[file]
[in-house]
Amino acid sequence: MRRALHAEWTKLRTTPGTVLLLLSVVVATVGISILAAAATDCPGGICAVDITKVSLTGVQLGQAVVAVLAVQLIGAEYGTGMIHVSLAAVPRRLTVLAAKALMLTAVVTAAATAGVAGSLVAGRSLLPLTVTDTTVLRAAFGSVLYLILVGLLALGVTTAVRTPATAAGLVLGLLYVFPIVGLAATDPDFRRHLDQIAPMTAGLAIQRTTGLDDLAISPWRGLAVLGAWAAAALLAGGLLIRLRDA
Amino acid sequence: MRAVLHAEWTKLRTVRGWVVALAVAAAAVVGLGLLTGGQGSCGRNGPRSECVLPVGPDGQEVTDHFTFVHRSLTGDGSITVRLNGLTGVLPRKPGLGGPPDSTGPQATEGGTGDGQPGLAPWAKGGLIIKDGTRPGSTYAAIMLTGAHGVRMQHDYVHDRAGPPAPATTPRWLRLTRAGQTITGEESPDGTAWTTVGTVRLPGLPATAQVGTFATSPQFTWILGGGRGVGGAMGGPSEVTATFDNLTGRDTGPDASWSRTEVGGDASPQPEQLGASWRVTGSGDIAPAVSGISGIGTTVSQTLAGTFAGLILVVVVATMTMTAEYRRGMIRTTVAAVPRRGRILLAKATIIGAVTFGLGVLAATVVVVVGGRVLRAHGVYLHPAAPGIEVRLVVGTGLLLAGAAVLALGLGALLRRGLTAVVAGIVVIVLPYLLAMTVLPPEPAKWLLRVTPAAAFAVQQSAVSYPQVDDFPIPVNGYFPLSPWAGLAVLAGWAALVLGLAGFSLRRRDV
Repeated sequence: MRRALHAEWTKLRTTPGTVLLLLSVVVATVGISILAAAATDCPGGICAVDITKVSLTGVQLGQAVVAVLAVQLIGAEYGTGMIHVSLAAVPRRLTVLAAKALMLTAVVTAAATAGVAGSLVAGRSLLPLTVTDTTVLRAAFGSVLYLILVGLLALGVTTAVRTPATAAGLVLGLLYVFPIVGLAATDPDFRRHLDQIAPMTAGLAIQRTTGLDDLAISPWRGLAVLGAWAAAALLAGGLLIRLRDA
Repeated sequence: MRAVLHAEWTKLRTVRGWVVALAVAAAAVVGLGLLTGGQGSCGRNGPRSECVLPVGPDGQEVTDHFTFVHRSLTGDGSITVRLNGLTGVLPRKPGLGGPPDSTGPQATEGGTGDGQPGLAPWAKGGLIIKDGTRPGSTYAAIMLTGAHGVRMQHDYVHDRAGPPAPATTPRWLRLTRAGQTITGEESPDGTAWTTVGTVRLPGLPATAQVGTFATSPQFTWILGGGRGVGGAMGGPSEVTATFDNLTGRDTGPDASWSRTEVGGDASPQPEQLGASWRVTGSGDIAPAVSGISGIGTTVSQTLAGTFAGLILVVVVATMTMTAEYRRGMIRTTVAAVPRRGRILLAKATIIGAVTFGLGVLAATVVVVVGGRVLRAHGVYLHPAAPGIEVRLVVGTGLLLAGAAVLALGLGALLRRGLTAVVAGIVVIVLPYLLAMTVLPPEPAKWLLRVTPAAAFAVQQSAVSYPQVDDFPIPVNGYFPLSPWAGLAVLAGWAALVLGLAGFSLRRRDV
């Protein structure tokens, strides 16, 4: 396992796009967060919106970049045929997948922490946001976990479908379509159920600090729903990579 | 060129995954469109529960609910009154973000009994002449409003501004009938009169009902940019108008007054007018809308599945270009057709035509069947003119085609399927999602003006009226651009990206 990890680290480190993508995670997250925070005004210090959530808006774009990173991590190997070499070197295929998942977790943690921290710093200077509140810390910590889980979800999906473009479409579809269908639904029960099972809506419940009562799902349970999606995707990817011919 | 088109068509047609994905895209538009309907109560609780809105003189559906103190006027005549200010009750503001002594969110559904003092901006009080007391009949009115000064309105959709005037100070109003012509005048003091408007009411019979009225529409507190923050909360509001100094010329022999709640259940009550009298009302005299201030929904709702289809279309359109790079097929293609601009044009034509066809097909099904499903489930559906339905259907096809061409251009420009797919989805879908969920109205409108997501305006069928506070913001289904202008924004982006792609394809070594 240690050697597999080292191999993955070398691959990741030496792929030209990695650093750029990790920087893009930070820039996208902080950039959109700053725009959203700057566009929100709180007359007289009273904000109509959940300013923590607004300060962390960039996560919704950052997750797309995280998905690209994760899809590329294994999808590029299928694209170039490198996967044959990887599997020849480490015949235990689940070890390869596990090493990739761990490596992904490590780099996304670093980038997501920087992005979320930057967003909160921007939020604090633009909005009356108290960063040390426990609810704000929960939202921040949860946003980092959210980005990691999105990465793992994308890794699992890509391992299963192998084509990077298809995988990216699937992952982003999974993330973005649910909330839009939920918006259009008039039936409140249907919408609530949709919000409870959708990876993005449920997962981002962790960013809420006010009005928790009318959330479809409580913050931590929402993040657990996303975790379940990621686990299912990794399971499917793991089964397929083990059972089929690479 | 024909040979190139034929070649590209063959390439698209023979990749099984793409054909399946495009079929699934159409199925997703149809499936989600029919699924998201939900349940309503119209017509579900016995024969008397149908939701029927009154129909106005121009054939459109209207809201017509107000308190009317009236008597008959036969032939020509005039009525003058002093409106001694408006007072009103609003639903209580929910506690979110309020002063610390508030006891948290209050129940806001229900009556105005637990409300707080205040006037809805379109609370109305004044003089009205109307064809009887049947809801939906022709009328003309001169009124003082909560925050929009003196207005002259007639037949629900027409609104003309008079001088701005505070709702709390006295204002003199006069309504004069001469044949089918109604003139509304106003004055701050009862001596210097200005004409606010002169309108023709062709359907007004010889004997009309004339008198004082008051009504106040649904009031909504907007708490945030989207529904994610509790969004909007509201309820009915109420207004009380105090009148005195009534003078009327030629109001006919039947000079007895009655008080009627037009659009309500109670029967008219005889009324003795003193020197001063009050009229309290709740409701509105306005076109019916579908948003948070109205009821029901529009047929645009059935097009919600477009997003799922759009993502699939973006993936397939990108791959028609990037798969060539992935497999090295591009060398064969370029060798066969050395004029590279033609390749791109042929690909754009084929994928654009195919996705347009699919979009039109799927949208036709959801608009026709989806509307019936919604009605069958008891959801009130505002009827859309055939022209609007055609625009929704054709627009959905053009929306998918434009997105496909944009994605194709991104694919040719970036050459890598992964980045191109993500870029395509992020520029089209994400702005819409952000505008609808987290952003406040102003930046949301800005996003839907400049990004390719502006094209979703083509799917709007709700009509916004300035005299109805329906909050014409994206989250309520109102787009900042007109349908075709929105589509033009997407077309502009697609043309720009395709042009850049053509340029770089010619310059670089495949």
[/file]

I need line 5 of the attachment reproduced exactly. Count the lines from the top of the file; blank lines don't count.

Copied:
Repeated sequence: MRAVLHAEWTKLRTVRGWVVALAVAAAAVVGLGLLTGGQGSCGRNGPRSECVLPVGPDGQEVTDHFTFVHRSLTGDGSITVRLNGLTGVLPRKPGLGGPPDSTGPQATEGGTGDGQPGLAPWAKGGLIIKDGTRPGSTYAAIMLTGAHGVRMQHDYVHDRAGPPAPATTPRWLRLTRAGQTITGEESPDGTAWTTVGTVRLPGLPATAQVGTFATSPQFTWILGGGRGVGGAMGGPSEVTATFDNLTGRDTGPDASWSRTEVGGDASPQPEQLGASWRVTGSGDIAPAVSGISGIGTTVSQTLAGTFAGLILVVVVATMTMTAEYRRGMIRTTVAAVPRRGRILLAKATIIGAVTFGLGVLAATVVVVVGGRVLRAHGVYLHPAAPGIEVRLVVGTGLLLAGAAVLALGLGALLRRGLTAVVAGIVVIVLPYLLAMTVLPPEPAKWLLRVTPAAAFAVQQSAVSYPQVDDFPIPVNGYFPLSPWAGLAVLAGWAALVLGLAGFSLRRRDV